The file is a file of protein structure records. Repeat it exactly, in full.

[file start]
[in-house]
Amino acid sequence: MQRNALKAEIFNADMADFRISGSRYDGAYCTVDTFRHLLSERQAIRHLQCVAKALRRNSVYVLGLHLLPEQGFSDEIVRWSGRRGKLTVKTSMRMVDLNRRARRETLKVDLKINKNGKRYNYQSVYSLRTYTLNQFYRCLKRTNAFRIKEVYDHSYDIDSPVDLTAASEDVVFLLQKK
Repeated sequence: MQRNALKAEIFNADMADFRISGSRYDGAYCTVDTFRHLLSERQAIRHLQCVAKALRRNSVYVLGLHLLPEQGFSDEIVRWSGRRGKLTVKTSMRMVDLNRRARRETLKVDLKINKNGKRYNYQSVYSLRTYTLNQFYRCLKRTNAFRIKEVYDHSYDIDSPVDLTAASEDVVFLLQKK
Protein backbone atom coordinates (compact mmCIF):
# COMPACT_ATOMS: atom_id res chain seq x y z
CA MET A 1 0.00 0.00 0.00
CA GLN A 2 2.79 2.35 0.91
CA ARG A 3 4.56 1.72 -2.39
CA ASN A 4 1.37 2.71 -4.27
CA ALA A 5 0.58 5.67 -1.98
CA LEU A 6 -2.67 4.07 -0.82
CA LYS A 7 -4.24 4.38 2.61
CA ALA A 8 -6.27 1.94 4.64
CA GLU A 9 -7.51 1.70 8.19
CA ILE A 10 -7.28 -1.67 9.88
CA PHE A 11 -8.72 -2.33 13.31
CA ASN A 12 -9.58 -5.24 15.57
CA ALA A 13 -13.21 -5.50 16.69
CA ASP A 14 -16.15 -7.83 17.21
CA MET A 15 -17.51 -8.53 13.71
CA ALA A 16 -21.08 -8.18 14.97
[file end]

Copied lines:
[in-house]
Amino acid sequence: MQRNALKAEIFNADMADFRISGSRYDGAYCTVDTFRHLLSERQAIRHLQCVAKALRRNSVYVLGLHLLPEQGFSDEIVRWSGRRGKLTVKTSMRMVDLNRRARRETLKVDLKINKNGKRYNYQSVYSLRTYTLNQFYRCLKRTNAFRIKEVYDHSYDIDSPVDLTAASEDVVFLLQKK
Repeated sequence: MQRNALKAEIFNADMADFRISGSRYDGAYCTVDTFRHLLSERQAIRHLQCVAKALRRNSVYVLGLHLLPEQGFSDEIVRWSGRRGKLTVKTSMRMVDLNRRARRETLKVDLKINKNGKRYNYQSVYSLRTYTLNQFYRCLKRTNAFRIKEVYDHSYDIDSPVDLTAASEDVVFLLQKK
Protein backbone atom coordinates (compact mmCIF):
# COMPACT_ATOMS: atom_id res chain seq x y z
CA MET A 1 0.00 0.00 0.00
CA GLN A 2 2.79 2.35 0.91
CA ARG A 3 4.56 1.72 -2.39
CA ASN A 4 1.37 2.71 -4.27
CA ALA A 5 0.58 5.67 -1.98
CA LEU A 6 -2.67 4.07 -0.82
CA LYS A 7 -4.24 4.38 2.61
CA ALA A 8 -6.27 1.94 4.64
CA GLU A 9 -7.51 1.70 8.19
CA ILE A 10 -7.28 -1.67 9.88
CA PHE A 11 -8.72 -2.33 13.31
CA ASN A 12 -9.58 -5.24 15.57
CA ALA A 13 -13.21 -5.50 16.69
CA ASP A 14 -16.15 -7.83 17.21
CA MET A 15 -17.51 -8.53 13.71
CA ALA A 16 -21.08 -8.18 14.97